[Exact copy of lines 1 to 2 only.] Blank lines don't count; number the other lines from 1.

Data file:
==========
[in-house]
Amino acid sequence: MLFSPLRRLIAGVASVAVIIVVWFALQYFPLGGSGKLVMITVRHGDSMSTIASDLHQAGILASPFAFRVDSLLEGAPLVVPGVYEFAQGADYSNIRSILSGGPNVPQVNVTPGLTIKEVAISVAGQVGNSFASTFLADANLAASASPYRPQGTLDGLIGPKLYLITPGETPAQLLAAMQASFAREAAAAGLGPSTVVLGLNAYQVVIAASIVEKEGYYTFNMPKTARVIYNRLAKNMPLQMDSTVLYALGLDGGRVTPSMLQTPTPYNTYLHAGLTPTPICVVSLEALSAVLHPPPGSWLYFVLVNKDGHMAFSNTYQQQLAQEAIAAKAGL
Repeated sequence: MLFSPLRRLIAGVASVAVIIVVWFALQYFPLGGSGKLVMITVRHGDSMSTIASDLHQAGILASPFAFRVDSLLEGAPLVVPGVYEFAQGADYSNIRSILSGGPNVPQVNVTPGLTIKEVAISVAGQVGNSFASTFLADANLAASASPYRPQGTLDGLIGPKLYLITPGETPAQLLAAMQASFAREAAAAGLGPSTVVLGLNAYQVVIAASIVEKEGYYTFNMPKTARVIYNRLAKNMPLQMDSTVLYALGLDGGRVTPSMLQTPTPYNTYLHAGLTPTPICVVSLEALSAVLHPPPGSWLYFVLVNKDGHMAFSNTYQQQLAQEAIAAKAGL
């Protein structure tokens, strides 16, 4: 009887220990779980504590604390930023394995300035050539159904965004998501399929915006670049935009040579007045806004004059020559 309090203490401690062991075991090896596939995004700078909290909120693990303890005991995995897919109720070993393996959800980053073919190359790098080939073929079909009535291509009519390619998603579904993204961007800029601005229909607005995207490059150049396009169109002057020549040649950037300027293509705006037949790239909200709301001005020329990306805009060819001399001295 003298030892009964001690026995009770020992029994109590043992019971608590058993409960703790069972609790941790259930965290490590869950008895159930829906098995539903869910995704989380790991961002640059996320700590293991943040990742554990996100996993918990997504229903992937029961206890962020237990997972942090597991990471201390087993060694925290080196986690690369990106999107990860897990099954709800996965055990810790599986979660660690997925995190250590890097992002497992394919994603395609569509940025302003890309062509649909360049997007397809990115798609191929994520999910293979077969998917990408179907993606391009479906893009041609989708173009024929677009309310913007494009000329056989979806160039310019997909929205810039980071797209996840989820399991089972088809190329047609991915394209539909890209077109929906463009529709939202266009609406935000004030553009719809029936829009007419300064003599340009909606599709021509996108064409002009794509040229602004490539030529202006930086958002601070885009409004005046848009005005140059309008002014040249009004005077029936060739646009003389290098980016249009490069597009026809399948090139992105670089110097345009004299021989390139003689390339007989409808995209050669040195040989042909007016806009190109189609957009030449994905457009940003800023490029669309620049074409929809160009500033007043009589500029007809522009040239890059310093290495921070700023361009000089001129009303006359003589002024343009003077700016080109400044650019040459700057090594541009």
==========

[in-house]
Amino acid sequence: MLFSPLRRLIAGVASVAVIIVVWFALQYFPLGGSGKLVMITVRHGDSMSTIASDLHQAGILASPFAFRVDSLLEGAPLVVPGVYEFAQGADYSNIRSILSGGPNVPQVNVTPGLTIKEVAISVAGQVGNSFASTFLADANLAASASPYRPQGTLDGLIGPKLYLITPGETPAQLLAAMQASFAREAAAAGLGPSTVVLGLNAYQVVIAASIVEKEGYYTFNMPKTARVIYNRLAKNMPLQMDSTVLYALGLDGGRVTPSMLQTPTPYNTYLHAGLTPTPICVVSLEALSAVLHPPPGSWLYFVLVNKDGHMAFSNTYQQQLAQEAIAAKAGL